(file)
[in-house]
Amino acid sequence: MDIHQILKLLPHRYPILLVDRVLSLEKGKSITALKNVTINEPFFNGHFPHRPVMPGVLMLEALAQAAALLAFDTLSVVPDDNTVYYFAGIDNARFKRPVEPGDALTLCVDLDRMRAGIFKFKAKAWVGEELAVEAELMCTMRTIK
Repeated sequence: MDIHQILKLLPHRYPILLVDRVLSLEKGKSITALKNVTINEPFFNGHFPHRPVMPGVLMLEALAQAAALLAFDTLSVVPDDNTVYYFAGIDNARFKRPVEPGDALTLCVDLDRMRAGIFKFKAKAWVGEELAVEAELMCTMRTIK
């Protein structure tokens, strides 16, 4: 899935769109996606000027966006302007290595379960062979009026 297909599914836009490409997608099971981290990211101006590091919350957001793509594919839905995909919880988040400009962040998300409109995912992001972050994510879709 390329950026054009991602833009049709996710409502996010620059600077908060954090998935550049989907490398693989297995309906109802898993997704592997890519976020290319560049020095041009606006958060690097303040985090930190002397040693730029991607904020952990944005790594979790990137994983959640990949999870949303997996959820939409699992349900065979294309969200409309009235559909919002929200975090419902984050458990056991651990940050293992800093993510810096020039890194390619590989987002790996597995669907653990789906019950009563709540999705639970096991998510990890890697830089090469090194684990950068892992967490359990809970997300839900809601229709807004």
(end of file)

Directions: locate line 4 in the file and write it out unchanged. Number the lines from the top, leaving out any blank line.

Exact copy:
């Protein structure tokens, strides 16, 4: 899935769109996606000027966006302007290595379960062979009026 297909599914836009490409997608099971981290990211101006590091919350957001793509594919839905995909919880988040400009962040998300409109995912992001972050994510879709 390329950026054009991602833009049709996710409502996010620059600077908060954090998935550049989907490398693989297995309906109802898993997704592997890519976020290319560049020095041009606006958060690097303040985090930190002397040693730029991607904020952990944005790594979790990137994983959640990949999870949303997996959820939409699992349900065979294309969200409309009235559909919002929200975090419902984050458990056991651990940050293992800093993510810096020039890194390619590989987002790996597995669907653990789906019950009563709540999705639970096991998510990890890697830089090469090194684990950068892992967490359990809970997300839900809601229709807004």